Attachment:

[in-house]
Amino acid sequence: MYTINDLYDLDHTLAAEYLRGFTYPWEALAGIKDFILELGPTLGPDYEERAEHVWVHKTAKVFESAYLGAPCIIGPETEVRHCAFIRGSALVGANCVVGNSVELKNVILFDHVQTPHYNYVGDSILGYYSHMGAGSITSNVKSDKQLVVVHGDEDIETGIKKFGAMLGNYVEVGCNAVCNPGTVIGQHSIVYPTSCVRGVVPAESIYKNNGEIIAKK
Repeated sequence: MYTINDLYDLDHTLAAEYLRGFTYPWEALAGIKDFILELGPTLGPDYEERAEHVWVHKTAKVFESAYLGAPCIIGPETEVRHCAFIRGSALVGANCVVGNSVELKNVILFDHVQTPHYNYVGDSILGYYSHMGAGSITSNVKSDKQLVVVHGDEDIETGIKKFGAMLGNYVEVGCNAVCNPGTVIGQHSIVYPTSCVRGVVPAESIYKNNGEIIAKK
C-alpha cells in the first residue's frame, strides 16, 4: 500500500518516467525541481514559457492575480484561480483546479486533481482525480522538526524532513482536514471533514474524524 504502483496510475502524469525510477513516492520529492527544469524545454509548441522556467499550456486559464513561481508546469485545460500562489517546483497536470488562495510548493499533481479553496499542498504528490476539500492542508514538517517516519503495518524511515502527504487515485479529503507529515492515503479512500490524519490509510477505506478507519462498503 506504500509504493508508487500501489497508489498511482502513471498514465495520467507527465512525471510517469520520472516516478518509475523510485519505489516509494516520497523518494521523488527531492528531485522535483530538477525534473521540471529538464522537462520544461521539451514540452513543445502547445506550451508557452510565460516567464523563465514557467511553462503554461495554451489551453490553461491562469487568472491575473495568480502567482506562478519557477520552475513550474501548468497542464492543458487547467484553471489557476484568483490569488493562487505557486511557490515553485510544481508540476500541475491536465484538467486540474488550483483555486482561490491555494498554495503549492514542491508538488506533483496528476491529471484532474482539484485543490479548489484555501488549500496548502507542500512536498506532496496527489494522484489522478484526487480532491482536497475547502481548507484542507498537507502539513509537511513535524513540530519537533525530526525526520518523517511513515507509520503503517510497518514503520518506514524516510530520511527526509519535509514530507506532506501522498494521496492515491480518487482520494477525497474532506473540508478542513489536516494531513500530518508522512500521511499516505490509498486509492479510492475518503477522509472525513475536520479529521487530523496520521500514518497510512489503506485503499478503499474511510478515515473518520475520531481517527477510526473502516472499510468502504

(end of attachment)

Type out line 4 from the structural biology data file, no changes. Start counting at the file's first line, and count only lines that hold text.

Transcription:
C-alpha cells in the first residue's frame, strides 16, 4: 500500500518516467525541481514559457492575480484561480483546479486533481482525480522538526524532513482536514471533514474524524 504502483496510475502524469525510477513516492520529492527544469524545454509548441522556467499550456486559464513561481508546469485545460500562489517546483497536470488562495510548493499533481479553496499542498504528490476539500492542508514538517517516519503495518524511515502527504487515485479529503507529515492515503479512500490524519490509510477505506478507519462498503 506504500509504493508508487500501489497508489498511482502513471498514465495520467507527465512525471510517469520520472516516478518509475523510485519505489516509494516520497523518494521523488527531492528531485522535483530538477525534473521540471529538464522537462520544461521539451514540452513543445502547445506550451508557452510565460516567464523563465514557467511553462503554461495554451489551453490553461491562469487568472491575473495568480502567482506562478519557477520552475513550474501548468497542464492543458487547467484553471489557476484568483490569488493562487505557486511557490515553485510544481508540476500541475491536465484538467486540474488550483483555486482561490491555494498554495503549492514542491508538488506533483496528476491529471484532474482539484485543490479548489484555501488549500496548502507542500512536498506532496496527489494522484489522478484526487480532491482536497475547502481548507484542507498537507502539513509537511513535524513540530519537533525530526525526520518523517511513515507509520503503517510497518514503520518506514524516510530520511527526509519535509514530507506532506501522498494521496492515491480518487482520494477525497474532506473540508478542513489536516494531513500530518508522512500521511499516505490509498486509492479510492475518503477522509472525513475536520479529521487530523496520521500514518497510512489503506485503499478503499474511510478515515473518520475520531481517527477510526473502516472499510468502504